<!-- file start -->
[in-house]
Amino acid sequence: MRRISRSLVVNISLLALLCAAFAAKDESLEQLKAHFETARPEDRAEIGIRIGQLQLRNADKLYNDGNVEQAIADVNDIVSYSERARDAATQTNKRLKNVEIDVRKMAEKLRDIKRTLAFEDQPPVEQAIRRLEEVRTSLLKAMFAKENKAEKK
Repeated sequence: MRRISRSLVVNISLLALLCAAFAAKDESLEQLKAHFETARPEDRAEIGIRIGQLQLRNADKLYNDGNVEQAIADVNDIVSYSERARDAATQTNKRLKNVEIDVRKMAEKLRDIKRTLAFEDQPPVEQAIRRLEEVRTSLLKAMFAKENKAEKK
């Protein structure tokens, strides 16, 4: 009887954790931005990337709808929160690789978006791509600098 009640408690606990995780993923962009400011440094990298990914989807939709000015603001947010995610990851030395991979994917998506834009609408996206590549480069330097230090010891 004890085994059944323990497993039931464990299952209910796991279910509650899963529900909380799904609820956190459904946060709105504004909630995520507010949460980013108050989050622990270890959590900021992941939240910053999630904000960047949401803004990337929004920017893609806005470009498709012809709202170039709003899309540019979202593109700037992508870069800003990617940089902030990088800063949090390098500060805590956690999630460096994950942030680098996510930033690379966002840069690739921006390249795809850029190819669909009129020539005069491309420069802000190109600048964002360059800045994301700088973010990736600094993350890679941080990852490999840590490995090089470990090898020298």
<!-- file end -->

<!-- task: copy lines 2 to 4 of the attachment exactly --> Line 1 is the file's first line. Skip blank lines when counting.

Amino acid sequence: MRRISRSLVVNISLLALLCAAFAAKDESLEQLKAHFETARPEDRAEIGIRIGQLQLRNADKLYNDGNVEQAIADVNDIVSYSERARDAATQTNKRLKNVEIDVRKMAEKLRDIKRTLAFEDQPPVEQAIRRLEEVRTSLLKAMFAKENKAEKK
Repeated sequence: MRRISRSLVVNISLLALLCAAFAAKDESLEQLKAHFETARPEDRAEIGIRIGQLQLRNADKLYNDGNVEQAIADVNDIVSYSERARDAATQTNKRLKNVEIDVRKMAEKLRDIKRTLAFEDQPPVEQAIRRLEEVRTSLLKAMFAKENKAEKK
């Protein structure tokens, strides 16, 4: 009887954790931005990337709808929160690789978006791509600098 009640408690606990995780993923962009400011440094990298990914989807939709000015603001947010995610990851030395991979994917998506834009609408996206590549480069330097230090010891 004890085994059944323990497993039931464990299952209910796991279910509650899963529900909380799904609820956190459904946060709105504004909630995520507010949460980013108050989050622990270890959590900021992941939240910053999630904000960047949401803004990337929004920017893609806005470009498709012809709202170039709003899309540019979202593109700037992508870069800003990617940089902030990088800063949090390098500060805590956690999630460096994950942030680098996510930033690379966002840069690739921006390249795809850029190819669909009129020539005069491309420069802000190109600048964002360059800045994301700088973010990736600094993350890679941080990852490999840590490995090089470990090898020298």